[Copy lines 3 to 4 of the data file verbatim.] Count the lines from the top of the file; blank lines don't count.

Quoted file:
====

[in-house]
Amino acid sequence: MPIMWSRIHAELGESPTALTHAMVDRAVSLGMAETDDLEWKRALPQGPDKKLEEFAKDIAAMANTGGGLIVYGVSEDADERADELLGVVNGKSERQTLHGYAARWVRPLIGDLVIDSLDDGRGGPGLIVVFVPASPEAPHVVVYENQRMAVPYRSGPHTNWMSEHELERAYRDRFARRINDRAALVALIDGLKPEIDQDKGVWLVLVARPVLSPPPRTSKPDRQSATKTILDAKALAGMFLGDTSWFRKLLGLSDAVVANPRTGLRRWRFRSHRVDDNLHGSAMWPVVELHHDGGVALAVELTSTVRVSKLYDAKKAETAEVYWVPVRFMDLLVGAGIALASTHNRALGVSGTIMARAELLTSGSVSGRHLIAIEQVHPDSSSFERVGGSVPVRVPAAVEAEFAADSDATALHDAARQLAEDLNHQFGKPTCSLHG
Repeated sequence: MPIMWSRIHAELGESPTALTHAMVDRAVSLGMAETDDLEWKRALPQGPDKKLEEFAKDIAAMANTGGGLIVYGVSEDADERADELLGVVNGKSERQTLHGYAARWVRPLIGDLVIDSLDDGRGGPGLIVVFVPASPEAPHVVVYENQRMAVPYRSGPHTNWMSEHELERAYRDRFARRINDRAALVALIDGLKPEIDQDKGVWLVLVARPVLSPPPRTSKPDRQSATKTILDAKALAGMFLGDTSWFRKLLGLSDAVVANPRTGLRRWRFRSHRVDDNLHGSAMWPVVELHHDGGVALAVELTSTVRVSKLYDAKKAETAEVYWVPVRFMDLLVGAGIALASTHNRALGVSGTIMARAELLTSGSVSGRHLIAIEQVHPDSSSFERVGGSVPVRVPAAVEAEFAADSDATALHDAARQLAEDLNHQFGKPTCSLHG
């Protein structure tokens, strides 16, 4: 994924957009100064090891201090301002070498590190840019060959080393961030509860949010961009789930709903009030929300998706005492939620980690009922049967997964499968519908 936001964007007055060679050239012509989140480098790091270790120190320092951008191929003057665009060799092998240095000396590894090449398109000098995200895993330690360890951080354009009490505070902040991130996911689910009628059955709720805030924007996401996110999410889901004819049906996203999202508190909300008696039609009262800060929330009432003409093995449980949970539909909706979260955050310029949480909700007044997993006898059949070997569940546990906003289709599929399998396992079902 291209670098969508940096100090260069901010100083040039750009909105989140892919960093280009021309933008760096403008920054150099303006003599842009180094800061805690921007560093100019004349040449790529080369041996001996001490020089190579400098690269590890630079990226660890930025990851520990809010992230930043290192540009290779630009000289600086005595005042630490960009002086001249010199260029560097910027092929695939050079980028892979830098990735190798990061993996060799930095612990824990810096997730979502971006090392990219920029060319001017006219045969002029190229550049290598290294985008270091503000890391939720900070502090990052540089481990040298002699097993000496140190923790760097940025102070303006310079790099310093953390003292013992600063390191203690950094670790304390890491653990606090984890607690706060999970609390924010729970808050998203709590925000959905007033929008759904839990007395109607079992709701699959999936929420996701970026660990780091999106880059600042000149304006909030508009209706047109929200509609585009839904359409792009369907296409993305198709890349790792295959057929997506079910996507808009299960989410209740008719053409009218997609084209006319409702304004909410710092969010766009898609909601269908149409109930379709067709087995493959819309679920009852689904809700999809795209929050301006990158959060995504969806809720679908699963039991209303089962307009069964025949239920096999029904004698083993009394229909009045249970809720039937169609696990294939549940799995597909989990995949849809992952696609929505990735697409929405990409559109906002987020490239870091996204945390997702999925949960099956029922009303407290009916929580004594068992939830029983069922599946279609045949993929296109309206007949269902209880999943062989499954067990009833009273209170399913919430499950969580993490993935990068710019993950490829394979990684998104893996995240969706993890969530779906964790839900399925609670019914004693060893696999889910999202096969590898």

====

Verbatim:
Repeated sequence: MPIMWSRIHAELGESPTALTHAMVDRAVSLGMAETDDLEWKRALPQGPDKKLEEFAKDIAAMANTGGGLIVYGVSEDADERADELLGVVNGKSERQTLHGYAARWVRPLIGDLVIDSLDDGRGGPGLIVVFVPASPEAPHVVVYENQRMAVPYRSGPHTNWMSEHELERAYRDRFARRINDRAALVALIDGLKPEIDQDKGVWLVLVARPVLSPPPRTSKPDRQSATKTILDAKALAGMFLGDTSWFRKLLGLSDAVVANPRTGLRRWRFRSHRVDDNLHGSAMWPVVELHHDGGVALAVELTSTVRVSKLYDAKKAETAEVYWVPVRFMDLLVGAGIALASTHNRALGVSGTIMARAELLTSGSVSGRHLIAIEQVHPDSSSFERVGGSVPVRVPAAVEAEFAADSDATALHDAARQLAEDLNHQFGKPTCSLHG
């Protein structure tokens, strides 16, 4: 994924957009100064090891201090301002070498590190840019060959080393961030509860949010961009789930709903009030929300998706005492939620980690009922049967997964499968519908 936001964007007055060679050239012509989140480098790091270790120190320092951008191929003057665009060799092998240095000396590894090449398109000098995200895993330690360890951080354009009490505070902040991130996911689910009628059955709720805030924007996401996110999410889901004819049906996203999202508190909300008696039609009262800060929330009432003409093995449980949970539909909706979260955050310029949480909700007044997993006898059949070997569940546990906003289709599929399998396992079902 291209670098969508940096100090260069901010100083040039750009909105989140892919960093280009021309933008760096403008920054150099303006003599842009180094800061805690921007560093100019004349040449790529080369041996001996001490020089190579400098690269590890630079990226660890930025990851520990809010992230930043290192540009290779630009000289600086005595005042630490960009002086001249010199260029560097910027092929695939050079980028892979830098990735190798990061993996060799930095612990824990810096997730979502971006090392990219920029060319001017006219045969002029190229550049290598290294985008270091503000890391939720900070502090990052540089481990040298002699097993000496140190923790760097940025102070303006310079790099310093953390003292013992600063390191203690950094670790304390890491653990606090984890607690706060999970609390924010729970808050998203709590925000959905007033929008759904839990007395109607079992709701699959999936929420996701970026660990780091999106880059600042000149304006909030508009209706047109929200509609585009839904359409792009369907296409993305198709890349790792295959057929997506079910996507808009299960989410209740008719053409009218997609084209006319409702304004909410710092969010766009898609909601269908149409109930379709067709087995493959819309679920009852689904809700999809795209929050301006990158959060995504969806809720679908699963039991209303089962307009069964025949239920096999029904004698083993009394229909009045249970809720039937169609696990294939549940799995597909989990995949849809992952696609929505990735697409929405990409559109906002987020490239870091996204945390997702999925949960099956029922009303407290009916929580004594068992939830029983069922599946279609045949993929296109309206007949269902209880999943062989499954067990009833009273209170399913919430499950969580993490993935990068710019993950490829394979990684998104893996995240969706993890969530779906964790839900399925609670019914004693060893696999889910999202096969590898």